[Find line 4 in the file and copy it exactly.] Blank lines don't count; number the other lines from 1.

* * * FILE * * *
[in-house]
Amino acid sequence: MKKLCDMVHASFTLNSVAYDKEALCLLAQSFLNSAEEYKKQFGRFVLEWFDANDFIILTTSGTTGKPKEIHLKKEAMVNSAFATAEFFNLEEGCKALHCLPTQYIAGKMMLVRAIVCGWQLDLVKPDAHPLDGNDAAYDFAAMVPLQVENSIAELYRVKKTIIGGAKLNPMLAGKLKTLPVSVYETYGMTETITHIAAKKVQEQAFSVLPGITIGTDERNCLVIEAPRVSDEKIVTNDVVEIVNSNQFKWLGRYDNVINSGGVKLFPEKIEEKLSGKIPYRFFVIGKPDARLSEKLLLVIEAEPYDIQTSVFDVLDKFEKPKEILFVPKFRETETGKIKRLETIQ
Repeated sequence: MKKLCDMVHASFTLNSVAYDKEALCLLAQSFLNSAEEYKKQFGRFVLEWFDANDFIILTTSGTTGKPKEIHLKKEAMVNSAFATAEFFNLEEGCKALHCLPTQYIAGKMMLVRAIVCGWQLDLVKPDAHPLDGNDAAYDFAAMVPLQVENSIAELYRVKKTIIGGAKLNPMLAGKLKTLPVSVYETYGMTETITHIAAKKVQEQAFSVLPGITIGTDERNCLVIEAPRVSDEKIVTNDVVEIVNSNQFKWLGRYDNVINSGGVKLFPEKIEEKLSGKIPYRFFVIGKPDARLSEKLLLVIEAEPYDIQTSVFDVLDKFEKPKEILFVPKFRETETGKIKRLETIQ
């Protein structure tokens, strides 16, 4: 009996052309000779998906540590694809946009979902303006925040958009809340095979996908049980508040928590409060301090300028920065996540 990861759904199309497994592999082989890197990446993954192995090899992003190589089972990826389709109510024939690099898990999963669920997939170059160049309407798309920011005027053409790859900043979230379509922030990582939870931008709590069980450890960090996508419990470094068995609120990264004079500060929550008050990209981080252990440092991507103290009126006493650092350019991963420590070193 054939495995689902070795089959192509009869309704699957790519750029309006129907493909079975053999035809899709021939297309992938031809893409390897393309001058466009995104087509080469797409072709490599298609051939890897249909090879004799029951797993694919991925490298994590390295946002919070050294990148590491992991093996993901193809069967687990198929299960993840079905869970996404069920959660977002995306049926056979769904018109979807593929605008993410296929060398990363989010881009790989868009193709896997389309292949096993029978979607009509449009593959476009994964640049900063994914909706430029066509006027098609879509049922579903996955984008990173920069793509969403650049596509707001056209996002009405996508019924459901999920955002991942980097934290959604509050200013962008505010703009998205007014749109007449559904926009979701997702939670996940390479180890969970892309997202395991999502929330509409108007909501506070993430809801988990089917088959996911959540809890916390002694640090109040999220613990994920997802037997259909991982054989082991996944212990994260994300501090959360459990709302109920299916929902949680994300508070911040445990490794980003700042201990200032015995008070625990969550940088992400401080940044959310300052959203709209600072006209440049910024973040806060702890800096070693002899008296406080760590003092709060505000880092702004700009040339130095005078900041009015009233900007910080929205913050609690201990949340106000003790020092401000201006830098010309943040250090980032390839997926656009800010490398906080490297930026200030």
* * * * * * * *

């Protein structure tokens, strides 16, 4: 009996052309000779998906540590694809946009979902303006925040958009809340095979996908049980508040928590409060301090300028920065996540 990861759904199309497994592999082989890197990446993954192995090899992003190589089972990826389709109510024939690099898990999963669920997939170059160049309407798309920011005027053409790859900043979230379509922030990582939870931008709590069980450890960090996508419990470094068995609120990264004079500060929550008050990209981080252990440092991507103290009126006493650092350019991963420590070193 054939495995689902070795089959192509009869309704699957790519750029309006129907493909079975053999035809899709021939297309992938031809893409390897393309001058466009995104087509080469797409072709490599298609051939890897249909090879004799029951797993694919991925490298994590390295946002919070050294990148590491992991093996993901193809069967687990198929299960993840079905869970996404069920959660977002995306049926056979769904018109979807593929605008993410296929060398990363989010881009790989868009193709896997389309292949096993029978979607009509449009593959476009994964640049900063994914909706430029066509006027098609879509049922579903996955984008990173920069793509969403650049596509707001056209996002009405996508019924459901999920955002991942980097934290959604509050200013962008505010703009998205007014749109007449559904926009979701997702939670996940390479180890969970892309997202395991999502929330509409108007909501506070993430809801988990089917088959996911959540809890916390002694640090109040999220613990994920997802037997259909991982054989082991996944212990994260994300501090959360459990709302109920299916929902949680994300508070911040445990490794980003700042201990200032015995008070625990969550940088992400401080940044959310300052959203709209600072006209440049910024973040806060702890800096070693002899008296406080760590003092709060505000880092702004700009040339130095005078900041009015009233900007910080929205913050609690201990949340106000003790020092401000201006830098010309943040250090980032390839997926656009800010490398906080490297930026200030």